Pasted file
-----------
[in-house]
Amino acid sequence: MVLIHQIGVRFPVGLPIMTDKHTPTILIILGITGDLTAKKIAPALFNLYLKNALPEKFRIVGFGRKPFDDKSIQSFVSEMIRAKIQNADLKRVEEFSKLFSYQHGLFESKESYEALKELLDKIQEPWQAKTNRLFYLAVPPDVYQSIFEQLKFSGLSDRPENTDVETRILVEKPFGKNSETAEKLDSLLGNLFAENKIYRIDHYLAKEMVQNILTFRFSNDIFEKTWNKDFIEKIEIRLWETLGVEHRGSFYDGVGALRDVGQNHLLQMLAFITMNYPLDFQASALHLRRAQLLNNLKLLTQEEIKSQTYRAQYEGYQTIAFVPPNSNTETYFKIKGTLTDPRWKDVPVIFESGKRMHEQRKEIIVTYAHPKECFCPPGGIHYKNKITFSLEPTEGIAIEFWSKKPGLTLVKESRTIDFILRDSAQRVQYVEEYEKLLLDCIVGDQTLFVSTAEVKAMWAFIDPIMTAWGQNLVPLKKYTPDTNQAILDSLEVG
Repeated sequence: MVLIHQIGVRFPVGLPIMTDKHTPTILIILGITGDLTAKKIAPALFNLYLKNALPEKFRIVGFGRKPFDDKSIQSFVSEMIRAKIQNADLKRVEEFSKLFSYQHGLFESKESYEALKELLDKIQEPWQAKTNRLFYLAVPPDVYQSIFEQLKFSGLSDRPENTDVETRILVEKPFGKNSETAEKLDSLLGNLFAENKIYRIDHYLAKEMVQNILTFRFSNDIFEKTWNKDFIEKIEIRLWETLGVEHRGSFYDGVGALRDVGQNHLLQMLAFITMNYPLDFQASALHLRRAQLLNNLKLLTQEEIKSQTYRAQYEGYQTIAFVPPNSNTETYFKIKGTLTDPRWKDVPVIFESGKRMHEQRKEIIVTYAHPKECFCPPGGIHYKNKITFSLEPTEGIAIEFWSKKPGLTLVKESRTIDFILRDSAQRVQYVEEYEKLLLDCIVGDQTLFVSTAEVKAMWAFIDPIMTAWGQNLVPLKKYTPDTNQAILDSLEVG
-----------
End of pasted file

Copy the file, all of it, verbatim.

[in-house]
Amino acid sequence: MVLIHQIGVRFPVGLPIMTDKHTPTILIILGITGDLTAKKIAPALFNLYLKNALPEKFRIVGFGRKPFDDKSIQSFVSEMIRAKIQNADLKRVEEFSKLFSYQHGLFESKESYEALKELLDKIQEPWQAKTNRLFYLAVPPDVYQSIFEQLKFSGLSDRPENTDVETRILVEKPFGKNSETAEKLDSLLGNLFAENKIYRIDHYLAKEMVQNILTFRFSNDIFEKTWNKDFIEKIEIRLWETLGVEHRGSFYDGVGALRDVGQNHLLQMLAFITMNYPLDFQASALHLRRAQLLNNLKLLTQEEIKSQTYRAQYEGYQTIAFVPPNSNTETYFKIKGTLTDPRWKDVPVIFESGKRMHEQRKEIIVTYAHPKECFCPPGGIHYKNKITFSLEPTEGIAIEFWSKKPGLTLVKESRTIDFILRDSAQRVQYVEEYEKLLLDCIVGDQTLFVSTAEVKAMWAFIDPIMTAWGQNLVPLKKYTPDTNQAILDSLEVG
Repeated sequence: MVLIHQIGVRFPVGLPIMTDKHTPTILIILGITGDLTAKKIAPALFNLYLKNALPEKFRIVGFGRKPFDDKSIQSFVSEMIRAKIQNADLKRVEEFSKLFSYQHGLFESKESYEALKELLDKIQEPWQAKTNRLFYLAVPPDVYQSIFEQLKFSGLSDRPENTDVETRILVEKPFGKNSETAEKLDSLLGNLFAENKIYRIDHYLAKEMVQNILTFRFSNDIFEKTWNKDFIEKIEIRLWETLGVEHRGSFYDGVGALRDVGQNHLLQMLAFITMNYPLDFQASALHLRRAQLLNNLKLLTQEEIKSQTYRAQYEGYQTIAFVPPNSNTETYFKIKGTLTDPRWKDVPVIFESGKRMHEQRKEIIVTYAHPKECFCPPGGIHYKNKITFSLEPTEGIAIEFWSKKPGLTLVKESRTIDFILRDSAQRVQYVEEYEKLLLDCIVGDQTLFVSTAEVKAMWAFIDPIMTAWGQNLVPLKKYTPDTNQAILDSLEVG